Philly DA Office Secures Exoneration of Former Death Row Prisoner Daniel Gwynn

Via Pxfuel

By Rena Abdusalam 

PHILADELPHIA, PA – Philadelphia’s District Attorney’s Office has recently dropped all charges against former death row inmate Daniel Gwynn regarding the 1994 arson murder of an unhoused woman in West Philadelphia.

According to the District Attorney’s Office, Gwynn has been released after “nearly 30 years of imprisonment for a conviction and sentence secured by police and prosecutors who suppressed information to which he was legally entitled.”

Gwynn was exonerated by Judge Barbara McDermott of the state’s Court of Common Pleas, adding to the list of exonerations District Attorney Larry Krasner has supported.

“The wrongful conviction of Daniel Gwynn, and his unjust imprisonment for nearly three decades, is a cautionary tale of tunnel vision in policing and prosecution,” said ADA David Napiorski, lead investigator of Gwynn’s federal habeas relief claims.

“The oath sworn by prosecutors to seek justice compels us to follow the facts, even when they contradict assumptions and biases. Not only were Mr. Gwynn’s rights violated at trial, but his conviction and sentence to death row likely allowed the person actually responsible to escape accountability,” continued Napiorski.

“We also apologize to the survivors of Marsha Smith for the retraumatization they have likely experienced. They were deprived of justice in 1994 and are deserving of justice now,” added Napiorski.

On Nov. 20, 1994, Smith passed away because of an arson fire on the 4500 block of Chestnut Street in West Philadelphia. Gwynn was convicted of first-degree murder and was sentenced to death after his jury trial that used testimony from two witnesses and his confession to the police.

“An alternate suspect in the 1994 murder had been identified by witnesses to police, but information about that suspect was never turned over to Gwynn, in violation of his constitutional rights,” stated the DA’s Office.

“With no eyewitnesses, the police relied on information from two people who, like Smith, were squatting in that residence, and who police said identified Gwynn as ‘Rick’ from photo arrays used in a separate murder investigation. Those photo arrays were never turned over to Gwynn’s defense counsel,” continued the office.

According to the DA’s Office, it was maintained for decades that the two murders were unrelated to each other and that the photo arrays did not exist.

“But during recent federal habeas proceedings, the DA’s Office under the Krasner administration disclosed the full case file to Gwynn – which included black and white photo arrays and other previously suppressed information pointing to a plausible alternative suspect for Smith’s murder,” stated the office in a press statement.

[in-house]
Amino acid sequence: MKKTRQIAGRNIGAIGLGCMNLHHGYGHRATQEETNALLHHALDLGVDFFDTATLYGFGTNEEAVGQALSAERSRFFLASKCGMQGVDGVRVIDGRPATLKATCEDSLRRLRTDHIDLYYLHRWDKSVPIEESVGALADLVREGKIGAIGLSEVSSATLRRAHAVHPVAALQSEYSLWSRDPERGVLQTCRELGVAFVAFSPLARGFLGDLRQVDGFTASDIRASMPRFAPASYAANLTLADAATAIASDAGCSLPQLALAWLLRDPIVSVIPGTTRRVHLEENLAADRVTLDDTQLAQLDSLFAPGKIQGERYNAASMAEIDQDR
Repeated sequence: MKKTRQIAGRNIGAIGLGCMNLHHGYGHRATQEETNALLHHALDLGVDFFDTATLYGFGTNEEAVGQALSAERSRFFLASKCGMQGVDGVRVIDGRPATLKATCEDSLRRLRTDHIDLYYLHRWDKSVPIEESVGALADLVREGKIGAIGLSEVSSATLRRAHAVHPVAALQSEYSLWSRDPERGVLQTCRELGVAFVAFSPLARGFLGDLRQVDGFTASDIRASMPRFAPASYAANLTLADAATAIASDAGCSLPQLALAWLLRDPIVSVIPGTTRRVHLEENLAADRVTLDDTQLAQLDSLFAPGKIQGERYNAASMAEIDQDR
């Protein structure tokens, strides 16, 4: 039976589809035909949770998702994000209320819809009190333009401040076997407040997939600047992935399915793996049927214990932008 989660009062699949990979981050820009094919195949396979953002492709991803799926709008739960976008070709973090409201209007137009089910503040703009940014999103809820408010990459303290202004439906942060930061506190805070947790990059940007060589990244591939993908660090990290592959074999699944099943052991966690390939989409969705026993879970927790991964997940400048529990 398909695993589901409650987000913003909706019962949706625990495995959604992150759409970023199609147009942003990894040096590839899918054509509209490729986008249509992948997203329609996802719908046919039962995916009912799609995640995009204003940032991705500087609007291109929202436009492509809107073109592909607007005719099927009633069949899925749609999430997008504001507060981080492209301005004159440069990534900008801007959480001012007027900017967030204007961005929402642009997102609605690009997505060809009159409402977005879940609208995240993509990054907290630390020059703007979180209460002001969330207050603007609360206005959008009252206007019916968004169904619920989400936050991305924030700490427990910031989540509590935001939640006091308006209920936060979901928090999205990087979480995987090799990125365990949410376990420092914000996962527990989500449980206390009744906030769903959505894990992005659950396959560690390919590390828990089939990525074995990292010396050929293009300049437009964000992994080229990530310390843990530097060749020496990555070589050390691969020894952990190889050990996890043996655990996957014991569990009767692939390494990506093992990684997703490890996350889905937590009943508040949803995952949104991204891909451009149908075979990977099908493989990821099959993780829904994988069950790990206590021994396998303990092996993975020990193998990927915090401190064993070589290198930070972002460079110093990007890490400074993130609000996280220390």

Such evidence consisted of the photo arrays not including Gwynn’s photo, the other murder being committed in the same building, and the same witnesses cooperating with police, as stated by the DA’s office.

“Those witnesses had testified against the defendant in the other homicide – the alternative suspect whom they identified was known as ‘Rick’ in the neighborhood – three days before the arson that killed Smith,” noted the statement.

However, this information was never revealed to the defense during Gwynn’s prosecution in addition to further evidence that included the suspect threatening the lives of the witnesses if they cooperated against him in the other trial, according to the DA’s office.

“The defendant in the other case was convicted of first-degree murder and sentenced to life in prison, which he is serving to this day,” stated the DA’s office.

In 1998, the Pennsylvania Supreme Court upheld Gwynn’s conviction and death sentence despite two justices affirming the trial court had erred in failing to suppress his confession due to issues with his initial arrest, as stated by the DA’s Office.

In Dec. 2020, the DA’s Office and the state’s Court of Common Pleas agreed Gwynn should be sentenced to life without parole.

“The Federal Litigation Unit and Gwynn’s counsel engaged in voluntary discovery, during which Gwynn was finally provided all of the exculpatory information to which he’d always been entitled, leading him to raise new claims for habeas relief,” said the DA’s Office’s press release.

Finally, in February of last year, the DA’s Office filed a response with the U.S District Court for the Eastern District of Pennsylvania, stating Gwynn’s “federal constitutional rights were violated under Brady v. Maryland, that his confession to police was not reliable, and that his conviction should be vacated.”

“In June 2023, the federal court granted Gwynn habeas relief and ordered the Commonwealth to inform the state court of its intent to retry or nolle pros charges against Gwynn,” the DA’s Office stated.

“I am proud of the justice-seeking work done by our Law Division Federal Litigation Unit, led by ADA Katherine Ernst and ADA David Napiorski. The exoneration of Daniel Gwynn today frees a man who is likely innocent,” DA Krasner said.

“Sadly, it also exemplifies an era of inexact and, at times corrupt, policing and prosecution that has broken trust with our communities to this day. The public expects the right consequences for those who commit violent crimes, and wants the innocent to be free,” Krasner added.

“When law enforcement wrongly arrests, prosecutes, and imprisons the innocent, the guilty go free and are emboldened to do more harm. I will continue to encourage our justice partners, including the Philadelphia Police Department, until we have the forensics we need to solve crimes the right way – with accuracy and integrity,” DA Krasner said.

About The Author

Rena is a junior at Davis Senior High School and is currently exploring her interest in the criminal justice system. After high school, she plans to attend college and continue to pursue a career in law.

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